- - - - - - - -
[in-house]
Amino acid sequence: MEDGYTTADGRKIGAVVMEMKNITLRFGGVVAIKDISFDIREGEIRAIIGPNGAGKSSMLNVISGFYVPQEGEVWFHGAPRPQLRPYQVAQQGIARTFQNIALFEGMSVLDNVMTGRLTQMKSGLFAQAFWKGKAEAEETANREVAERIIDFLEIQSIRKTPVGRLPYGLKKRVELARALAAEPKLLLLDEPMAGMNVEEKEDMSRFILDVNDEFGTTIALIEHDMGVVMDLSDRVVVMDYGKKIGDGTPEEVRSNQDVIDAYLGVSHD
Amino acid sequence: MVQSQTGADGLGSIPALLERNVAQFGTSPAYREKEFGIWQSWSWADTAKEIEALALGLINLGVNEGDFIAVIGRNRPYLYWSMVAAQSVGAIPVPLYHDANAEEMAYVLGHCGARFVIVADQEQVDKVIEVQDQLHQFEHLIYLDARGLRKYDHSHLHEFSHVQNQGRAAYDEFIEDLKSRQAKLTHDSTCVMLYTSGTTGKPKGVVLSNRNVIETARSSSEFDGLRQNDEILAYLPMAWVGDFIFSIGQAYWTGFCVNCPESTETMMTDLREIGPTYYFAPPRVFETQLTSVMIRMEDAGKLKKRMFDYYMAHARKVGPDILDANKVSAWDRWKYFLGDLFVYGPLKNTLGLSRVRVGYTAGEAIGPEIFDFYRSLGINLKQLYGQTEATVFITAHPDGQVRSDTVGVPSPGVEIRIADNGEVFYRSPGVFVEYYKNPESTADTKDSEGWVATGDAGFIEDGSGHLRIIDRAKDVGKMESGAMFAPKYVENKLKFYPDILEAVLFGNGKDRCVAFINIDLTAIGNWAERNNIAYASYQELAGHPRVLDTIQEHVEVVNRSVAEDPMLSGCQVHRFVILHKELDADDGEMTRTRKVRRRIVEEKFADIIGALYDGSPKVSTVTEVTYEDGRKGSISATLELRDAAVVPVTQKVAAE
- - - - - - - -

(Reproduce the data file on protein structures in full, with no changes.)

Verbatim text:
[in-house]
Amino acid sequence: MEDGYTTADGRKIGAVVMEMKNITLRFGGVVAIKDISFDIREGEIRAIIGPNGAGKSSMLNVISGFYVPQEGEVWFHGAPRPQLRPYQVAQQGIARTFQNIALFEGMSVLDNVMTGRLTQMKSGLFAQAFWKGKAEAEETANREVAERIIDFLEIQSIRKTPVGRLPYGLKKRVELARALAAEPKLLLLDEPMAGMNVEEKEDMSRFILDVNDEFGTTIALIEHDMGVVMDLSDRVVVMDYGKKIGDGTPEEVRSNQDVIDAYLGVSHD
Amino acid sequence: MVQSQTGADGLGSIPALLERNVAQFGTSPAYREKEFGIWQSWSWADTAKEIEALALGLINLGVNEGDFIAVIGRNRPYLYWSMVAAQSVGAIPVPLYHDANAEEMAYVLGHCGARFVIVADQEQVDKVIEVQDQLHQFEHLIYLDARGLRKYDHSHLHEFSHVQNQGRAAYDEFIEDLKSRQAKLTHDSTCVMLYTSGTTGKPKGVVLSNRNVIETARSSSEFDGLRQNDEILAYLPMAWVGDFIFSIGQAYWTGFCVNCPESTETMMTDLREIGPTYYFAPPRVFETQLTSVMIRMEDAGKLKKRMFDYYMAHARKVGPDILDANKVSAWDRWKYFLGDLFVYGPLKNTLGLSRVRVGYTAGEAIGPEIFDFYRSLGINLKQLYGQTEATVFITAHPDGQVRSDTVGVPSPGVEIRIADNGEVFYRSPGVFVEYYKNPESTADTKDSEGWVATGDAGFIEDGSGHLRIIDRAKDVGKMESGAMFAPKYVENKLKFYPDILEAVLFGNGKDRCVAFINIDLTAIGNWAERNNIAYASYQELAGHPRVLDTIQEHVEVVNRSVAEDPMLSGCQVHRFVILHKELDADDGEMTRTRKVRRRIVEEKFADIIGALYDGSPKVSTVTEVTYEDGRKGSISATLELRDAAVVPVTQKVAAE